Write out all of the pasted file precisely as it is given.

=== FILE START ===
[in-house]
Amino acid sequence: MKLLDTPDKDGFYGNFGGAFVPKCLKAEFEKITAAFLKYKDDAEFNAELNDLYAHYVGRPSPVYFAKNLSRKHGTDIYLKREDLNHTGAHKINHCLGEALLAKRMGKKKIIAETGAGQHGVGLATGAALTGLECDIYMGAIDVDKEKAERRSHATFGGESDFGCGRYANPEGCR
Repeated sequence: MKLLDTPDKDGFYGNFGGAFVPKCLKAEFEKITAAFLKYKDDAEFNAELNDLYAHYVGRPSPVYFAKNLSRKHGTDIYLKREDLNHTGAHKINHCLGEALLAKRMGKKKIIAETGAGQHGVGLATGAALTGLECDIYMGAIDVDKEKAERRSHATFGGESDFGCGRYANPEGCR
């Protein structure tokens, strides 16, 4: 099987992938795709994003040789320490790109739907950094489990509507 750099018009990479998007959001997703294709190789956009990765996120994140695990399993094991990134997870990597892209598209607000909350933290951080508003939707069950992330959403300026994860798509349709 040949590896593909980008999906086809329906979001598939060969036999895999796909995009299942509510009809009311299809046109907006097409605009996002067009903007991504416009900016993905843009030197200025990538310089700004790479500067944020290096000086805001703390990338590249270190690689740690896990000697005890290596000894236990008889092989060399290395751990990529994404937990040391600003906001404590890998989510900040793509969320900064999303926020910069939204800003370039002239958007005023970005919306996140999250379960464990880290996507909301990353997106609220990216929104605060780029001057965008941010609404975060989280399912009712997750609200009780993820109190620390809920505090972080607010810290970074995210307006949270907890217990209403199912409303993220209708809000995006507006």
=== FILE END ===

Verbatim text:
[in-house]
Amino acid sequence: MKLLDTPDKDGFYGNFGGAFVPKCLKAEFEKITAAFLKYKDDAEFNAELNDLYAHYVGRPSPVYFAKNLSRKHGTDIYLKREDLNHTGAHKINHCLGEALLAKRMGKKKIIAETGAGQHGVGLATGAALTGLECDIYMGAIDVDKEKAERRSHATFGGESDFGCGRYANPEGCR
Repeated sequence: MKLLDTPDKDGFYGNFGGAFVPKCLKAEFEKITAAFLKYKDDAEFNAELNDLYAHYVGRPSPVYFAKNLSRKHGTDIYLKREDLNHTGAHKINHCLGEALLAKRMGKKKIIAETGAGQHGVGLATGAALTGLECDIYMGAIDVDKEKAERRSHATFGGESDFGCGRYANPEGCR
């Protein structure tokens, strides 16, 4: 099987992938795709994003040789320490790109739907950094489990509507 750099018009990479998007959001997703294709190789956009990765996120994140695990399993094991990134997870990597892209598209607000909350933290951080508003939707069950992330959403300026994860798509349709 040949590896593909980008999906086809329906979001598939060969036999895999796909995009299942509510009809009311299809046109907006097409605009996002067009903007991504416009900016993905843009030197200025990538310089700004790479500067944020290096000086805001703390990338590249270190690689740690896990000697005890290596000894236990008889092989060399290395751990990529994404937990040391600003906001404590890998989510900040793509969320900064999303926020910069939204800003370039002239958007005023970005919306996140999250379960464990880290996507909301990353997106609220990216929104605060780029001057965008941010609404975060989280399912009712997750609200009780993820109190620390809920505090972080607010810290970074995210307006949270907890217990209403199912409303993220209708809000995006507006």